# [Edu-sig] school physics/math courses

roberto roberto03 at gmail.com
Mon Oct 20 12:27:17 CEST 2008

```On Sun, Oct 19, 2008 at 11:16 PM, Gregor Lingl <gregor.lingl at aon.at> wrote:
>
>
> roberto schrieb:
>>
>> hello
>> (i am rather new in python ...)
>>
>> i am about to start a course of physics and math for students aged
>> 14-17 (high school)
>> and i am deeply interested in the possibilty of teaching fundamental
>> concepts of these subjects via teaching programming;
>> i chose python (i won't change my mind ...)
>>
>> so i am looking for resources on how to deal with these topics via
>> this great programming language;
>>
>>
>
> Hi Roberto,
>
> I've done a few short scripts which might be interesting to you. Take
> them as examples, which you may use, modify or simply take for
> inspiration to do something similar.
thank you, i'll look carefully at them
>
> The first one, together with an example - tdemo_planet_and_moon.py -
> which you might find here:
>
> http://svn.python.org/view/python/trunk/Demo/turtle/
>
> are simulations of gravitational three-body-systems.
>
great, since i am intended to HS students, programs should deal with
HS physics taking into account the background and the students'
learning styles

> tdemo_sierpinsky.py is a script which draws a colorful sierpinsky-triangle
> and uses a simple 3D-Vector class. (BTW the gravitation-scripts above use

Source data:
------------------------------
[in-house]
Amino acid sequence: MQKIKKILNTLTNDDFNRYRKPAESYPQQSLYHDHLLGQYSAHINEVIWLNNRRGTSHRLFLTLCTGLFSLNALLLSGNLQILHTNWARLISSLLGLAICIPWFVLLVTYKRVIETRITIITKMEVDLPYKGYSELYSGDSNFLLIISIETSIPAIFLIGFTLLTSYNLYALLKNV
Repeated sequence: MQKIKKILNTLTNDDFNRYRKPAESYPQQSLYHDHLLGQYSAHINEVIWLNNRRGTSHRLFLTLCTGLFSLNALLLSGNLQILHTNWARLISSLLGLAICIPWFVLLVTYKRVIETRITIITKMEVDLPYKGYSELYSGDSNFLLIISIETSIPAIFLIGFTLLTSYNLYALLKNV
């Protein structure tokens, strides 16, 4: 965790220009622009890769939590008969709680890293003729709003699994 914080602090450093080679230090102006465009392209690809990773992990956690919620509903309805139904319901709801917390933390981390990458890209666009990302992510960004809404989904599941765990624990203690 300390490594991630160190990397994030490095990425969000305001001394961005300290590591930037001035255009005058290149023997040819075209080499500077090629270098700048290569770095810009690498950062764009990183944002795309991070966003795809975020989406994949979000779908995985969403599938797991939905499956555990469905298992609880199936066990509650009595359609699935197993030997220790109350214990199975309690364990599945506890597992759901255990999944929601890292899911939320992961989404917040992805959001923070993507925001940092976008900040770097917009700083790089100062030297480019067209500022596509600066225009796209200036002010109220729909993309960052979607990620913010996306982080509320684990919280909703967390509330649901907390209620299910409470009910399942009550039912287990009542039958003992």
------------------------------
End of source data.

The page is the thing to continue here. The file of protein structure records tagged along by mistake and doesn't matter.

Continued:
> a 2DVector class which is included in the turtle module.)
>
> tdemo_spaceship.py is sort of a game which I've used in my physics classes
> to let my students experience how to drive a spaceship in agravic space.
> (Try
> to drive it along a circlular orbit!) Before this, my students in a computer
> science
> class had programmed it, so it's code might be worth to be polished a bit
> ;-)
>
> Another mathematically interesting example is the script tdemo_chaos.py
> which
> you can also find at the link mentioned above. It shows that the result of
> some
> 80 iterations of an algebraic expression depends extremely on the way it is
> realized in python (that means of the order of arithmetic operations).
>
> All those examples use the turtle module which is part of the Python
> standard
> library since Python 2.6. This module is devised to provide very easy
> access to graphics which might be of importance if you do mathematics and
> physics, because it allows to avoid some 'bureaucratic' overhead which is
> necessary to use Toolkits like Tkinter and others. Thus you can concentrate
> more easily on the mathematical and physical contents of you curriculum.
>
> Maybe it might be useful to create some sort of repository in the web
> for small classroom dedicated math- and physics related Python scripts?
definitively, i think we should gather together at list a
comprehensive list of efforts on the topic;
something similar is the page in
http://www.python.org/community/sigs/current/edu-sig/

but, probably,  you think about a simple repository of contributed scripts

--
roberto
OS: GNU/Linux, Debian
```